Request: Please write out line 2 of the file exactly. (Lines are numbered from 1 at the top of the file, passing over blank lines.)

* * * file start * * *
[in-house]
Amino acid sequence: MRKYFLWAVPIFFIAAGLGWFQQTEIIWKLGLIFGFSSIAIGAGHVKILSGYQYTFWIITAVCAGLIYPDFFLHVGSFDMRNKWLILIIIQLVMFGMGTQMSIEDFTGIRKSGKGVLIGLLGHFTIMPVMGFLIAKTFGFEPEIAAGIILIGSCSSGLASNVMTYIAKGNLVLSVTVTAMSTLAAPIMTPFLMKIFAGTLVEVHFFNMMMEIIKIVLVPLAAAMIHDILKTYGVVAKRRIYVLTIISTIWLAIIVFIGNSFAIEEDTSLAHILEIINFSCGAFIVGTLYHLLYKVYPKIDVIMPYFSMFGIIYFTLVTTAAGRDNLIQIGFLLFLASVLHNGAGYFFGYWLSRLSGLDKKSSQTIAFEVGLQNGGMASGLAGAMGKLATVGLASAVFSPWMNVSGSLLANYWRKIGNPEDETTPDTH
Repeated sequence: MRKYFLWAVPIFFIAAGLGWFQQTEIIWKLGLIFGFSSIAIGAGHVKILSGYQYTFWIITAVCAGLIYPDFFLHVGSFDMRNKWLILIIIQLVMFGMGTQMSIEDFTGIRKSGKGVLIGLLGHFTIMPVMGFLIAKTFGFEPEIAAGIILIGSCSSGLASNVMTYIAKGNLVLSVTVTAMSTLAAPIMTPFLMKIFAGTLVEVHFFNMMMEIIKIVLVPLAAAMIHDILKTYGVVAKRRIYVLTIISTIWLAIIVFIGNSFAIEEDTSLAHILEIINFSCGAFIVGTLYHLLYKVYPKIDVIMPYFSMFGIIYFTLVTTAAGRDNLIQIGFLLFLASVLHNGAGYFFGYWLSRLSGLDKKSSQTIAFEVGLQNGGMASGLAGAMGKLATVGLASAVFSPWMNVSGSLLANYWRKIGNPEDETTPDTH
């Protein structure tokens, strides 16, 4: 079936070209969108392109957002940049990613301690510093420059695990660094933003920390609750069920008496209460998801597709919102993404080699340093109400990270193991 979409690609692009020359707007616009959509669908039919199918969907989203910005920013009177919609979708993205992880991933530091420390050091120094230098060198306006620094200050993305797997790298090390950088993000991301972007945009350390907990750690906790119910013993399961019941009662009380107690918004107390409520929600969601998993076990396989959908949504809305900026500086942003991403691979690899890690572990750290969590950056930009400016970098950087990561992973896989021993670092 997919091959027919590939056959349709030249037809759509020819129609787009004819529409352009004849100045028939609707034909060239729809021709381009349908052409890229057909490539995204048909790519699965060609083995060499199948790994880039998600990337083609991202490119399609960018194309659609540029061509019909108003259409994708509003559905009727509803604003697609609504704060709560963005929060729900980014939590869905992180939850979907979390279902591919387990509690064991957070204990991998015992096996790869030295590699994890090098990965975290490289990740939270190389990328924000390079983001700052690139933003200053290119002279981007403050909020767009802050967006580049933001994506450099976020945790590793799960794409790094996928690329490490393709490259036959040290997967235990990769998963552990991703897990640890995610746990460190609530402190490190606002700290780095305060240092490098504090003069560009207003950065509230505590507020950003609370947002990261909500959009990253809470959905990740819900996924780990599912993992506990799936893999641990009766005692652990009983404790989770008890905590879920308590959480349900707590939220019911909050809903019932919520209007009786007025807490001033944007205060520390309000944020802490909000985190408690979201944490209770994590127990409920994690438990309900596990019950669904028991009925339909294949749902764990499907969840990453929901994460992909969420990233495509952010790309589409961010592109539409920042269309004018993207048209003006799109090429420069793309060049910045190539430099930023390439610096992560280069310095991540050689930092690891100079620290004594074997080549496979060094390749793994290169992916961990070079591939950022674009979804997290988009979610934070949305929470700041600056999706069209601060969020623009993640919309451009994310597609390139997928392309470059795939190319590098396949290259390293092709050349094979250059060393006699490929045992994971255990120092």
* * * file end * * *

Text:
Amino acid sequence: MRKYFLWAVPIFFIAAGLGWFQQTEIIWKLGLIFGFSSIAIGAGHVKILSGYQYTFWIITAVCAGLIYPDFFLHVGSFDMRNKWLILIIIQLVMFGMGTQMSIEDFTGIRKSGKGVLIGLLGHFTIMPVMGFLIAKTFGFEPEIAAGIILIGSCSSGLASNVMTYIAKGNLVLSVTVTAMSTLAAPIMTPFLMKIFAGTLVEVHFFNMMMEIIKIVLVPLAAAMIHDILKTYGVVAKRRIYVLTIISTIWLAIIVFIGNSFAIEEDTSLAHILEIINFSCGAFIVGTLYHLLYKVYPKIDVIMPYFSMFGIIYFTLVTTAAGRDNLIQIGFLLFLASVLHNGAGYFFGYWLSRLSGLDKKSSQTIAFEVGLQNGGMASGLAGAMGKLATVGLASAVFSPWMNVSGSLLANYWRKIGNPEDETTPDTH